We also have programs like the “Roihu” leadership program. The program consists of employees from different departments and various backgrounds. It has been a great experience seeing them come together and form a very colorful and influential group.
We also have another program called the Cross Team Pod which came to light during the pandemic and focused on the engagement of members from different departments. They were able to share their experiences and create new connections with each other, and we had great feedback. During these programs and gatherings, teams will have a theme or an activity to do together so that everyone can contribute and feel included, for example, volunteering. The teams then tend to share their experience, which makes them unite around the same shared values.
In my opinion, the best practice to melt away many unconscious biases is meeting people, engaging with them, and getting to know each other better. This will make inclusion and Diversity the new normal as they should be.
Creating metrics for D&I initiatives and hoping you attain them isn’t enough to make real and meaningful progress. You’ll know you are making real and significant progress by attracting, cultivating, and retaining diverse talent and allowing your workforce’s Diversity to organically shape and guide a more inclusive company culture where all employees feel valued. Is your diverse workforce organically shaping an inclusive culture?
I feel fortunate about that. One of our company’s core values which is part of our mission statement is “help others” and help others in our working environment at M-Files means, for example, assuming good intentions, being kind, being a good teammate, reaching out for help and admit that you don’t know everything. So, this kind of humble attitude and kindness already in the culture is perfect for fastening Diversity and Inclusion.
Taking about Bias, let’s discuss another crucial topic. In your opinion, how much does gender-based Bias influence women’s employment, especially in the IT industry?
Well, I have a memory from 15 years back. My sister graduated from Lappeenranta University with a Master’s degree in Computer Engineering; at her graduation, there were seventy men and my sister. That was pretty shocking for me, and I thought it was polarised around gender. I was not expecting an equal amount, but I was at least expecting a couple more women there. By then, I realized that we have to give young girls role models and empower them into even more technical roles if this interests them. We should make them believe in themselves and support them in their career goals, and for children, that means sometimes having someone who represents them, and they feel connected too. Skills can be taught, and they can be successful.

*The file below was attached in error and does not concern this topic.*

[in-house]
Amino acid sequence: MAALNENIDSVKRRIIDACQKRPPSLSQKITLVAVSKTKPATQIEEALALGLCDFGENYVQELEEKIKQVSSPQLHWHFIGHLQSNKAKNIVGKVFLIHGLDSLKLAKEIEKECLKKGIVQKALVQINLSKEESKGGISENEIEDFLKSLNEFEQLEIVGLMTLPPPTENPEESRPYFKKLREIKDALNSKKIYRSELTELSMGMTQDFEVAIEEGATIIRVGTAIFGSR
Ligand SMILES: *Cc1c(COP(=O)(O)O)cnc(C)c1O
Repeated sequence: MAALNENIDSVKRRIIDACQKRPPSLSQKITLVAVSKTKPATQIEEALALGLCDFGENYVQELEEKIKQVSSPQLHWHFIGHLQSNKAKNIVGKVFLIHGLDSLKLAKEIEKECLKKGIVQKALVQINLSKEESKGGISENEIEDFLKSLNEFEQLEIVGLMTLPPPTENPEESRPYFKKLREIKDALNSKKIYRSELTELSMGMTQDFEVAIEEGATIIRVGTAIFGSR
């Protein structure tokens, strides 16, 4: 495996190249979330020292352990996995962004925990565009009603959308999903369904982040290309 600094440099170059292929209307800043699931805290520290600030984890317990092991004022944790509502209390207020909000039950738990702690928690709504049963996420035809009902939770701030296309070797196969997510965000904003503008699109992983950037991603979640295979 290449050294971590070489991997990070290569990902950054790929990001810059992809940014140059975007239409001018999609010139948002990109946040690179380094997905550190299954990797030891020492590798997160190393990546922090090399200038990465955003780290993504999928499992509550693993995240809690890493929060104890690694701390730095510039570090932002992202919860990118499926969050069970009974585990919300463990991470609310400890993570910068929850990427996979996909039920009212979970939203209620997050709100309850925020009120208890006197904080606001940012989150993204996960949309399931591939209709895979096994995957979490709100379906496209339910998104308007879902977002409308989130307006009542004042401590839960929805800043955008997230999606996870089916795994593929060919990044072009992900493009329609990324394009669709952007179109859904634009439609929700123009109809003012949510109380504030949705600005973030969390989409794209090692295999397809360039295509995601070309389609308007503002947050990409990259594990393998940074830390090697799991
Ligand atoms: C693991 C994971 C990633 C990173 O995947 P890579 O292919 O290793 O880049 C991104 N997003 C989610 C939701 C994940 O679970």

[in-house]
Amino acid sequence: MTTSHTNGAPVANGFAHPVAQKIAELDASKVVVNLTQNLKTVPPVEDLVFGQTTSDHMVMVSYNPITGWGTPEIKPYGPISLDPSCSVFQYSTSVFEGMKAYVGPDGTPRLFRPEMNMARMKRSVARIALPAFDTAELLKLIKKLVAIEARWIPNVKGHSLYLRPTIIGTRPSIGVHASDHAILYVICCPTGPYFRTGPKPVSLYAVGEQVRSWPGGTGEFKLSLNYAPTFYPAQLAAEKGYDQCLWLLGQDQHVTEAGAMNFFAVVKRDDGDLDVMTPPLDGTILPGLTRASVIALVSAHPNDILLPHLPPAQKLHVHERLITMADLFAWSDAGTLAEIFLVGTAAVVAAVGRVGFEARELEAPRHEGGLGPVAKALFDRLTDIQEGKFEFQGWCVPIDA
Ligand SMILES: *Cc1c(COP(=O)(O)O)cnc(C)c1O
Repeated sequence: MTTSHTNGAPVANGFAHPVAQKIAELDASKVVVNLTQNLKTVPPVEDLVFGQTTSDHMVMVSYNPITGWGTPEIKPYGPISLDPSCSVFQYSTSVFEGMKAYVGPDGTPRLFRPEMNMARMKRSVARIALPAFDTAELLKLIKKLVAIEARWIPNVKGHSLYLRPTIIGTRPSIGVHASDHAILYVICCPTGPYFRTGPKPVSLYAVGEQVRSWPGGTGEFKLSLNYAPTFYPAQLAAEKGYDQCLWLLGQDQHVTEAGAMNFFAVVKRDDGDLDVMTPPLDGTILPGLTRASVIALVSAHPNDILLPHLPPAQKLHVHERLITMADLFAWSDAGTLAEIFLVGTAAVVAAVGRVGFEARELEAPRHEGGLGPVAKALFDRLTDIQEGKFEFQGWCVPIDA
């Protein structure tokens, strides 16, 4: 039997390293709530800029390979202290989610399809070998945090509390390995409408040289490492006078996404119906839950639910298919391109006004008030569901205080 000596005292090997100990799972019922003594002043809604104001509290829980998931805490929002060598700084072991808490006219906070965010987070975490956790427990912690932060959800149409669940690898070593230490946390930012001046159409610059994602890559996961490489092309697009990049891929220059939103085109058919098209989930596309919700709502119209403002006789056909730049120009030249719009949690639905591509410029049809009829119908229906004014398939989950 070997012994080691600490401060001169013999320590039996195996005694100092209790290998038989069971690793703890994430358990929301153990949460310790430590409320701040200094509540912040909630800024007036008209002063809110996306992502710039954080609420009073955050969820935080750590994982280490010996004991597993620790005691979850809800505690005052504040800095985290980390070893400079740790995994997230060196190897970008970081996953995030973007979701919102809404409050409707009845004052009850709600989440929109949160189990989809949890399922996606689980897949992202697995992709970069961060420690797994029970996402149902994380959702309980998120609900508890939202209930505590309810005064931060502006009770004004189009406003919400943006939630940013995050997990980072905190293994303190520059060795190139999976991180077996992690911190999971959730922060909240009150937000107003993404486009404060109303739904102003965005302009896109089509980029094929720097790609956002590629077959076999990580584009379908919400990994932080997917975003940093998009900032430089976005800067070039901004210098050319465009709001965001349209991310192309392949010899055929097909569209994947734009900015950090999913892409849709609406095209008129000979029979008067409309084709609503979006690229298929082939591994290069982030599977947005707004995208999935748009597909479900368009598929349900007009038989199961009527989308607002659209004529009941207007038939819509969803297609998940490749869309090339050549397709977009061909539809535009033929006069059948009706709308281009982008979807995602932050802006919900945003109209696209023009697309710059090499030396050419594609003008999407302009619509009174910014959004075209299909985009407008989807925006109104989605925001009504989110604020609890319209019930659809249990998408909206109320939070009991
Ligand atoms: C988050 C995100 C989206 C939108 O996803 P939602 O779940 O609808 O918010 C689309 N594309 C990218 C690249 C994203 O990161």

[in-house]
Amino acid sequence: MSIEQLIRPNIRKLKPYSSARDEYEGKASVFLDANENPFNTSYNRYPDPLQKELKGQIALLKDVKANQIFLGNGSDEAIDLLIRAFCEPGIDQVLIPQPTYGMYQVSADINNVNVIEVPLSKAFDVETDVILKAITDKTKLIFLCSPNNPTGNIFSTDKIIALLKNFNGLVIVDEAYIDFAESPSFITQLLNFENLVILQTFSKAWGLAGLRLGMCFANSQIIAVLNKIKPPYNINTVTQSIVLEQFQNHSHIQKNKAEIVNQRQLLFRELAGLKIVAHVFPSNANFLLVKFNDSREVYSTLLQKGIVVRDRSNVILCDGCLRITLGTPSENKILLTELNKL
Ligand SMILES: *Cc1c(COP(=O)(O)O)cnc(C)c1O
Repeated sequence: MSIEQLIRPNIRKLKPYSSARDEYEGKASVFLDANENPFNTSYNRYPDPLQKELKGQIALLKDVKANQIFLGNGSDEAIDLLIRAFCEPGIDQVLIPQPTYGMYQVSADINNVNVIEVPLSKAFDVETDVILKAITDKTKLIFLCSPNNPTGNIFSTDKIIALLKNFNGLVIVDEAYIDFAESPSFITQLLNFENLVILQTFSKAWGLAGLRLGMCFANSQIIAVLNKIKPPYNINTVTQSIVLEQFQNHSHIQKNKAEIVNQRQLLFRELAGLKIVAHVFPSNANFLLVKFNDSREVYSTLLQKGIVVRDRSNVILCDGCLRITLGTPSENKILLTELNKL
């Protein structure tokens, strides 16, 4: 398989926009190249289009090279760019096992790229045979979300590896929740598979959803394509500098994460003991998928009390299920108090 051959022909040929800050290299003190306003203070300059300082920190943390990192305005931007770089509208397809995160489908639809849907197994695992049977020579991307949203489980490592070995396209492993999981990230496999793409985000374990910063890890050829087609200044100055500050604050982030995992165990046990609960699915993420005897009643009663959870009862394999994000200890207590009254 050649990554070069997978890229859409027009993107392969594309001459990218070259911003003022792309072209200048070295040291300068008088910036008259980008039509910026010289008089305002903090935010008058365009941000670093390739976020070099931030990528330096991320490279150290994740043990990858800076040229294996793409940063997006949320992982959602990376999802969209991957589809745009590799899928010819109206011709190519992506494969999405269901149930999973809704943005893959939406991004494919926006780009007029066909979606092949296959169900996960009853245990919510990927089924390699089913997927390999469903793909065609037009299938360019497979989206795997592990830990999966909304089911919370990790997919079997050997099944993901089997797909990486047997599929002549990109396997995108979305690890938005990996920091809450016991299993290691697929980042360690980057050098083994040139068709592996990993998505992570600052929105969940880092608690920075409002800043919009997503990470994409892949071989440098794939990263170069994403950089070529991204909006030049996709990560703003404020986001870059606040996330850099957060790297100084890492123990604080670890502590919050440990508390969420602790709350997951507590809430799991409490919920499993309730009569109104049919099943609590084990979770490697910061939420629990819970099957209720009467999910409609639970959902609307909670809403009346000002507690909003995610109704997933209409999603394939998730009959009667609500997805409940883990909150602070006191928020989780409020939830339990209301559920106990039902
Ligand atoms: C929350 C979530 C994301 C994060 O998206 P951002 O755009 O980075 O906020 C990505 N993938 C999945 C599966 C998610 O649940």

Many professions are still very gender-based. So, for example, if we see teachers and nurses, most of them are women, and if we talk about statistics in more technical and information technology roles, they are still man-based.
There has been a lot of improvement in this direction, but we have much more to do.
What are your three pieces of advice for multilingual and new Finns?
It is worth being yourself, and you have to believe that everyone can bring something to the table entirely. Use your voice because I think that most of the time, you will find that people will be interested and respectful. Diversity doesn’t fulfill its full potential if people don’t believe they can have a voice and bring their unique aspects to the table.
Try to avoid complete assimilation and trust yourself. And Welcome!
Interview by Ina Bilaj, coordinator of DEI for SKY